In a bind with dirty water: Using CE to test water purification ability

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  • Published: Aug 15, 2011
  • Author: Jon Evans
  • Channels: Electrophoresis
thumbnail image: In a bind with dirty water: Using CE to test water purification ability

Magnetic nanoparticles

Using capillary electrophoresis (CE), Canadian chemists have explored the potential of using various different nanoparticles to remove environmental contaminants and pathogenic micro-organisms from water.

Their idea is to mix the nanoparticles with contaminated water, allow the contaminants to bind with the nanoparticles, and then remove the nanoparticles from the water. To aid with this removal process, the team of chemists from Carleton University in Ottawa, led by Edward Lai, turned to iron-based magnetic nanoparticles, which can easily be removed from water with a magnet. They then coated these nanoparticles with either polydopamine or polypyrrole, which are molecular adhesives that can bind with a wide variety of molecules, including many contaminants.

The only problem with this approach is that it's not very selective. Now this isn't really a problem if you just want to remove as many contaminants as possible, but it is a problem if you want to remove a specific contaminant. So Lai and his team also decided to investigate molecularly imprinted polymers (MIPs) made from polymethacrylic acid-co-ethylene glycol dimethacrylate (PolyMAA-co-EGDMA).

MIPs are produced by synthesising a polymer around a specific molecule and thus creating a nanoparticle with an imprint of that molecule in it. It's a molecular version of producing a copy of a key by pressing it into soft clay. When these nanoparticles are then mixed with a group of different molecules, only the specific molecule used as the template can fit in the imprint.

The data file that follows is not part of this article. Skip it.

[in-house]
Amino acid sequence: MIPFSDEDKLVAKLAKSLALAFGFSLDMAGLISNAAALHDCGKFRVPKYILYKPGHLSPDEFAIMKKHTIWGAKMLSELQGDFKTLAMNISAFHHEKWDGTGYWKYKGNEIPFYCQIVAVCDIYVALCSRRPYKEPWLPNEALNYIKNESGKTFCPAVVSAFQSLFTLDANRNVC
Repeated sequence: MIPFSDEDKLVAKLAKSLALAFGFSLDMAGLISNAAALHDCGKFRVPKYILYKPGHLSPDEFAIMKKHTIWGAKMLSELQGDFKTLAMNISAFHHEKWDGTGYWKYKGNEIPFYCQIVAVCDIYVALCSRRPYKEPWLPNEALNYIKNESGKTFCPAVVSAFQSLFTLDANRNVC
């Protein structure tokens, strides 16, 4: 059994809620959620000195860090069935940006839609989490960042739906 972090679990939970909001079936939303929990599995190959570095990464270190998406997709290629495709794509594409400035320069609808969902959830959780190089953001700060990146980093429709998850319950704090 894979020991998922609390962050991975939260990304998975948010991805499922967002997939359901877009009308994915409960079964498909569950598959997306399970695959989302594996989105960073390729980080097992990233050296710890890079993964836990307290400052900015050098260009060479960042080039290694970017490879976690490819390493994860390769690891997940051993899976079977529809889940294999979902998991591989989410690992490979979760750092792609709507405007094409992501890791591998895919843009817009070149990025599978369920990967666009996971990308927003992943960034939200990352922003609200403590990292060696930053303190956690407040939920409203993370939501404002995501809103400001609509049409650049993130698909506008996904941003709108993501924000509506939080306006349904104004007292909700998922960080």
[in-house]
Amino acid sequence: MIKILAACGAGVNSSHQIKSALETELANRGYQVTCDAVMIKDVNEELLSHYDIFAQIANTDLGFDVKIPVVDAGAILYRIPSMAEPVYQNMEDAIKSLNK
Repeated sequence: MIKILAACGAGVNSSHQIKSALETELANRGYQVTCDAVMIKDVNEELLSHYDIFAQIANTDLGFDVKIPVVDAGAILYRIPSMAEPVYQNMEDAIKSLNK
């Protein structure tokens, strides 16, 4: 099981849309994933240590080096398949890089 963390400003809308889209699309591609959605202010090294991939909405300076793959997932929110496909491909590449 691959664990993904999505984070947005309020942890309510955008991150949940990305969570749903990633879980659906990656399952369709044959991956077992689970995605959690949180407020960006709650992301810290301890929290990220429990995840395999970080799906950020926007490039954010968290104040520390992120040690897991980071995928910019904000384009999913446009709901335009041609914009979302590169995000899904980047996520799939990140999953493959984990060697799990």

All bound up

To investigate how well these coated magnetic nanoparticles and MIPs would bind with environmental contaminants, Lai and his team turned to CE. They came up with a method that involved first injecting the nanoparticles into the capillary, followed by the contaminants. The fast-moving contaminants quickly catch up with the slower moving nanoparticles and bind with them, with any unbound contaminants overtaking the nanoparticles before reaching a UV detector.

Because the contaminants are present at known concentrations, the size of the peak produced by the unbound contaminants can be used to determine what proportion did bind to the nanoparticles, with smaller peaks meaning more binding. Using this method, Lai and his team tested how well the nanoparticles bound with three contaminants commonly found in water: bisphenol A, which is found in many plastics; naphthalene acetic acid (NAA), which is a plant hormone used as a pesticide; and the disinfectant proflavine.


Caught by the MIPs

They found that 90% of bisphenol A and 97% of proflavine would bind with magnetic nanoparticles covered in polydopamine. In contrast, although magnetic nanoparticles covered in polypyrrole were just as effective at binding proflavine (95%), they were less effective at binding bisphenol A (60%). Neither nanoparticle was particularly good at binding NAA, with just 20% binding to the polydopamine coating and 50% binding to the polpyrrole coating.

Unsurprisingly, the MIPs were very good at binding with their target contaminants, with 99% of bisphenol A and proflavine binding to their respective MIPs. Interestingly, however, it turned out that bisphenol A and proflavine would also bind with PolyMAA-co-EGDMA nanoparticles that lacked any imprint, with over 90% of both contaminants binding to the non-imprinted versions.

Lai and his team also tried out this approach on the bacteria Escherichia coli and found that 99% of E. coli cells would bind to magnetic nanoparticles coated with polydopamine. This all indicates that nanoparticles can offer an effective way to remove contaminants and pathogenic microorganisms from water.

The chemists are now testing this approach on other contaminants and pathogenic micro-organisms, including the neurotoxin-producing bacteria Clostridium botulinum.



The views represented in this article are solely those of the author and do not necessarily represent those of John Wiley and Sons, Ltd.

In a bind with dirty water: Using CE to test water purification ability

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